- As an under-explored continent, African countries stand to benefit from the global demand for critical minerals; presenting major opportunities for all
Dodoma. The government has issued its plans to benefit from the lucrative critical minerals potential that include adding it in the national mineral strategy which is in the formulation process.
Not only will the move benefit the country economically and socially, the decision is expected to make critical minerals constitute an important part in the Tanzania economy.
The commissioner of minerals, Dr Abdulrahman Mwanga outlined the plans during the breakfast debate co-organized by Policy Forum (PF), Natural Resources Governance Institute (NRGI) and Hakirasilimali.
The event took place for the first time at the country’s administrative capital, Dodoma themed: ‘Triple win: How mining can benefit Africa’s citizens, environment and the energy transition’.
Speaking during the event, Dr Mwanga said the inclusion of critical minerals in the national strategy which is being formulated will increase benefits reaped by citizens and the government from the sector.
“Better strategies are therefore required in order to benefit from critical minerals. Emphasis will be put in ensuring citizens are actively participating in the formulation of the strategy,” he said.
Furthermore, Dr Mwanga said the ministry is scaling up its collaboration with other countries in order to ensure that issues of critical minerals are well supervised for the benefit of stakeholders and the country.
According to him, despite the fact that little research has been done on the economic aspects of critical minerals, plans are afoot to promote the natural resources.
“A roadmap has been prepared for successful research on critical minerals in order to get resourceful information that will be made available to investors who will be interested in doing detailed exploration that will enable them to discover these resources,” he said.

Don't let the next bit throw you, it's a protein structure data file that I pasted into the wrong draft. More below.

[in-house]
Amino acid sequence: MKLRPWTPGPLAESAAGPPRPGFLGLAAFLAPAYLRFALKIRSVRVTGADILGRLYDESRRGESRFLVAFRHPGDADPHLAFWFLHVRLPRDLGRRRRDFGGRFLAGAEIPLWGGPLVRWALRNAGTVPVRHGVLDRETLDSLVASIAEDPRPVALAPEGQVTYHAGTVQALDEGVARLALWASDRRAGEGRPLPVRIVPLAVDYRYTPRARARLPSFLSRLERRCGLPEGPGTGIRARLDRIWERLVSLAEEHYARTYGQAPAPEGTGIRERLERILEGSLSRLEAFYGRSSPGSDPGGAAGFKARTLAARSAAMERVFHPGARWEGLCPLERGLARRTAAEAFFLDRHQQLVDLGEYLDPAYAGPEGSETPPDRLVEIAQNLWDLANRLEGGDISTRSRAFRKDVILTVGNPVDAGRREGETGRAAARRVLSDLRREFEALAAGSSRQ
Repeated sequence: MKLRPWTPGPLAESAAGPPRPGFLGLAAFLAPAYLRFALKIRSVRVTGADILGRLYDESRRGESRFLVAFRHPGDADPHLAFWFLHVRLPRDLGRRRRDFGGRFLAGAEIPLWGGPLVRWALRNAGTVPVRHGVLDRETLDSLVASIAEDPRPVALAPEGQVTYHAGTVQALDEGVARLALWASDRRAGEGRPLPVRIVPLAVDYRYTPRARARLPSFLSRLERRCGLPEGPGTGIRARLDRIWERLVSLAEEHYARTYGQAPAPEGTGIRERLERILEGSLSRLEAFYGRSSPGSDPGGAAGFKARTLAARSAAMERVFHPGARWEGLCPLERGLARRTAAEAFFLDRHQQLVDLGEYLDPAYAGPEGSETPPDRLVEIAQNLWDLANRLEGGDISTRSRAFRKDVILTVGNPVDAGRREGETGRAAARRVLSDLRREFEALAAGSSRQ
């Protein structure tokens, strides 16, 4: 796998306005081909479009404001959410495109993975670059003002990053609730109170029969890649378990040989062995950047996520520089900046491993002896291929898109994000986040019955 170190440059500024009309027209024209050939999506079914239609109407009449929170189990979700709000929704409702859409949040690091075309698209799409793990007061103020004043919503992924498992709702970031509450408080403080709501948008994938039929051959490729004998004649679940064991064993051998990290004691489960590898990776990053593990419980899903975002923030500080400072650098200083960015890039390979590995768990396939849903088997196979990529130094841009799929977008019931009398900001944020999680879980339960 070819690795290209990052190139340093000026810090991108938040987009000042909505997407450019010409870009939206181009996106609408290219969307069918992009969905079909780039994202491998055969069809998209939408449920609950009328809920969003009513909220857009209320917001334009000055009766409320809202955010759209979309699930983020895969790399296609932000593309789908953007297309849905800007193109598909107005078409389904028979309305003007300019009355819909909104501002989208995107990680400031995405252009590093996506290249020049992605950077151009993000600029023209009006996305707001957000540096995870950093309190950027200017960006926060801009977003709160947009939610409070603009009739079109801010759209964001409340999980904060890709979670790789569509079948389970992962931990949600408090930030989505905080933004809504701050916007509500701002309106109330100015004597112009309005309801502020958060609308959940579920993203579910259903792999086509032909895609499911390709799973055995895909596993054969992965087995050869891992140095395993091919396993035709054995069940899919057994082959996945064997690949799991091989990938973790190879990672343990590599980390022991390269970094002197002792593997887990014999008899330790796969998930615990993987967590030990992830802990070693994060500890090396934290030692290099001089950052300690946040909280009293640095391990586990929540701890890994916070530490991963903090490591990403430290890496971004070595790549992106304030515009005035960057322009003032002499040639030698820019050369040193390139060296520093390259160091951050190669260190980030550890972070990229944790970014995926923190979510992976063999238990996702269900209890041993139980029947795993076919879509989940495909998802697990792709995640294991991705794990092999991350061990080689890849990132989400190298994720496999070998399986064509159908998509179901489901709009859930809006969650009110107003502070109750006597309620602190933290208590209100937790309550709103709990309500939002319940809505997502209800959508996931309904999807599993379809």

Regarding reaping the benefits, Dr Mwanga said refining the minerals domestically gives Tanzanians a promotional role to play especially in attracting important investors including those for battery manufacturing.
He said the chain will be maximised when refined critical minerals reach stages of being locally sourced for manufacturing other products.
“Research has confirmed presence of some minerals such as nickel whose extraction process has commenced. Consideration has been put to ensure the value chain is benefited,” he said.
He named the five criteria that should be put into consideration when thinking of critical minerals including the supply chain covering places where the minerals are supplied as well as technological invention.
Dr Mwanga said technological invention was an area of paramount importance both in the downstream and upstream during exploration as well as refinery respectively.
“Other issues of consideration are security and cooperation that will determine how the minerals will be used safely,” he said.
“Geology is another area that should also be taken into consideration. The main question remains whether availability of critical minerals will be sustainable for the benefit of the country,” he added.
He said critical minerals are highly demanded globally due to the world’s ongoing de-carbonization initiatives and the focus of attaining energy efficiency therefore reducing environmental degradation.
Other factors are the ongoing digitalization, industrialization, increased demand for construction purposes especially the manufacture of raw materials such as cement.
However, he observed that the minerals criticality vary in demand from one country to another.
“For instance, some may be critical in a country depending on agriculture, especially for fertilizer manufacturing, but the same may not necessarily be critical in developed countries,” he said.